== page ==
Locating Korean-ness in Postcolonial Japan: Zainichi Korean Identity in the documentary film “Our School”

This workshop examines the Korean minority in Japan (commonly known as Zainichi) through a close reading and discussion of the revelatory documentary film Our School (Uri hakkyo) from 2007. The film follows the lives of students and teachers at one of the North Korean affiliated “ethnic schools” (minzoku gakko) established in Japan for the Zainichi Korean community that remain active today. Through a discussion of Our School this workshop will consider the ways in which Zainichi Korean identity has evolved since the end of colonization and the conclusion of the Cold War. How do members of the young generation conceive of their Korean identity and their relationship to Japanese society compared to previous generations? What does it say about the nature of the Korean diaspora and the position of Zainichi and other minority groups in contemporary Japan? What similarities or differences can be seen in the approach to cultural education with that of schools in the US?Participants will be sent a link to freely stream the movie, and will be required to watch it before the start of the program. No prior knowledge of the subject is necessary to attend the program.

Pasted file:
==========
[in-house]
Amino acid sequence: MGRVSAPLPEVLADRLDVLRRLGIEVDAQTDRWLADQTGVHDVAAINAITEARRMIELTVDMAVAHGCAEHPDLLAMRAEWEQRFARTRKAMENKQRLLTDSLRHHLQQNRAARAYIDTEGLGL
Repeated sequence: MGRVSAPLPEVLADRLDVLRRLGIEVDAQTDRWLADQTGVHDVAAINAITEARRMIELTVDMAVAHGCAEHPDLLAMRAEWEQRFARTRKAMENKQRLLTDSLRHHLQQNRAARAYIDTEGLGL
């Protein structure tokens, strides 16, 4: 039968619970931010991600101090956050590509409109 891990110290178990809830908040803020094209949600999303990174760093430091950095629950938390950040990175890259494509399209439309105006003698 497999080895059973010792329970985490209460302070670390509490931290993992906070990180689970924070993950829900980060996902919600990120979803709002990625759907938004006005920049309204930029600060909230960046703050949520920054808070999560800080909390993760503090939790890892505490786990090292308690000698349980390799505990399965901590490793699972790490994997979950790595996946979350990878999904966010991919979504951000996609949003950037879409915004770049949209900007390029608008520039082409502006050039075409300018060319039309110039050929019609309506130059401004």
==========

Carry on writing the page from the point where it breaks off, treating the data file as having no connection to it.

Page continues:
Program Leader: Nate Heneghan is an independent scholar who has taught Japanese literature and culture at Oberlin College, Wesleyan University, and other institutions. His work focuses on literary and cinematic representation of the Korean minority in Japan (Zainichi) from post-War to present. He is currently at work on a manuscript devoted to this subject, tentatively titled, “Under Erasure: Tracing Zainichi Korean Identity in Postcolonial Literature and Visual Media.”